Development of Persian Kitten
Development of Persian Kitten: When shopping for a Persian kitten and anticipating your new arrival, learning about the stages of development is very important. Usually, Persian Breeders denote that their kittens for sale are ready for their permanent residences around eight weeks old. At this age, the majority of the crucial developments are completed and they are equipped with the skills necessary to separate from the mother and littermates. However, the eighth week does not mark the end of growing and changing. The kitten will not only continue to grow physically, but will carry on maturing and developing mentally. Although each week, even each day, comes with changes and growth, the developing characteristics make it easy to group the developments into five distinct sections.
The first stage is the neonatal stage and spans from birth to about two weeks old. This will involve crawling and the beginnings of standing. The kitten will display characteristics similar to that of a newborn baby at this age, predominantly including a tremendous dependency on the mother. Though they are born with their eyes shut, they are able to hear and will begin to orient towards sound. Their eyes will slowly begin to open and will usually be fully open by the two week mark. All kittens are born with blue eyes that will gradually change and are sensitive to bright lights, as their pupils do not dilate and contract readily yet. An indication of competition for rank and territory will begin to emerge. At this point, separation from the mother or litter mates could result in poor learning skills and even aggression towards people and other animals. The primary concentration of the first week is feeding and growth, as the kitten will double their birth weight in the first week alone!
Development of Persian Kitten: The second stage lasts from around two to seven weeks of age and can be termed the socialization stage. Sometime in the middle of the second week, the kittens will begin to test their wobbly legs. By the third week, they will be slightly steadier on their feet and venture a little further away from the mother. Their sense of smell is well developed, ear canals are completely open and sight has developed enough to locate the mother by the third week. The kittens will begin to socialize now: with other kittens, the mother, and even humans. By the fourth week, interaction with the littermates will dramatically increase and teeth will begin erupting. They will begin to gain weight rapidly and, following the example of the mother, will start to clean and groom themselves. They will begin to walk well, gradually learning to avoid stumbles. The fifth week brings major changes, as the kittens will become increasingly playful. They will learn to run, avoid obstacles, stalk, pounce, and more. They can be introduced to canned kitten food, but it is not necessary and if chosen, it should be introduced in small, shallow dishes. This is also the time when litter-box skills can be developed. The sixth and seventh weeks will bring new adult sleeping patterns and an even greater increase in socialization. Personalities will begin to emerge as the kitten slowly matures.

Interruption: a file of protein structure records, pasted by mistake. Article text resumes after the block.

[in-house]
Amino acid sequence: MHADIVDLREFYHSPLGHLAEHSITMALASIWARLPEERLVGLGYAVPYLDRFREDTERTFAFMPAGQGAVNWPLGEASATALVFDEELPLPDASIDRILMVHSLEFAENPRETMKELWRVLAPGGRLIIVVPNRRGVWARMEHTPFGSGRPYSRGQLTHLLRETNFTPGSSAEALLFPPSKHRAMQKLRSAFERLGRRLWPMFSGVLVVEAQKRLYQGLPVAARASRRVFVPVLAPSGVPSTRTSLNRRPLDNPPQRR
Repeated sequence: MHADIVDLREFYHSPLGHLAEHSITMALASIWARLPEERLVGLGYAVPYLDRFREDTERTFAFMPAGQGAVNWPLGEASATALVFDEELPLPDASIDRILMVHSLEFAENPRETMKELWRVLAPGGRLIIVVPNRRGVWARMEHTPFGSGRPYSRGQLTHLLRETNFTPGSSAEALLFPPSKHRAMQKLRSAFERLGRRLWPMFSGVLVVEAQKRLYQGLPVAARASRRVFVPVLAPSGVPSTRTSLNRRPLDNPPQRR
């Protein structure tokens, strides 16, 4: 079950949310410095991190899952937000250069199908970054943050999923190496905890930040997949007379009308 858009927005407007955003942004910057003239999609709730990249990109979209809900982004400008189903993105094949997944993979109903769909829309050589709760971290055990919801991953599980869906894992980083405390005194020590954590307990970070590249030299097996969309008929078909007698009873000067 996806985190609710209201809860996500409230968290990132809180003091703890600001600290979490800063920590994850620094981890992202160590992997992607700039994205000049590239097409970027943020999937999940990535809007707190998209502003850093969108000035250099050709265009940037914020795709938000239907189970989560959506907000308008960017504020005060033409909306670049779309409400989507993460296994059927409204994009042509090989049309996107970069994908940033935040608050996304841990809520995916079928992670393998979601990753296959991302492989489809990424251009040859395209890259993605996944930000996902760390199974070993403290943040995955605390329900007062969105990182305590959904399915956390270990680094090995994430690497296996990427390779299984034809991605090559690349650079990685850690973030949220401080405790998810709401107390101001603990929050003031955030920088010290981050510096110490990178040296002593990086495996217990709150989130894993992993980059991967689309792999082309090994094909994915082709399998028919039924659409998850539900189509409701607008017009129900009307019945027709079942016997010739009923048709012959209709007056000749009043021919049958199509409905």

The time between seven and fourteen weeks can be considered the most active play period. They will continue to actively play not only with other animals, but objects and toys as well. With litter-mates, the mother, or other cats, playing will include belly-ups, ambushing, licking, and hugging. If cat toys are available, they will display an avid interest in them by pawing, tossing, scooping, mouthing and holding them. By eight weeks old, the kitten is mature enough to be separated from the mother and littermates and establish a permanent home.
Although eight weeks marks a maturity developed enough to separate from the mother, it does not mean the end of growing and changing. The time that spans between three and six months of age is the ranking period. This is the time when they are most influenced by other animals, whether it be litter-mates if not separated, or another household pet. Playmates will now include companions of other species. Beginnings of “ranking,” including domination and submission, will emerge in the household, even among humans.
Much like a newborn baby, tracking the growth of a kitten can be fun and exciting. Everyday brings new changes and surprises that make a newborn kitten that much more special. If you are purchasing a kitten, many Persian breeders will keep you constantly updated on your kitten through phone calls, e-mails, photos, and even visits. Take advantage of every opportunity you receive to learn more about your rapidly changing kitten. After all, they are only young once!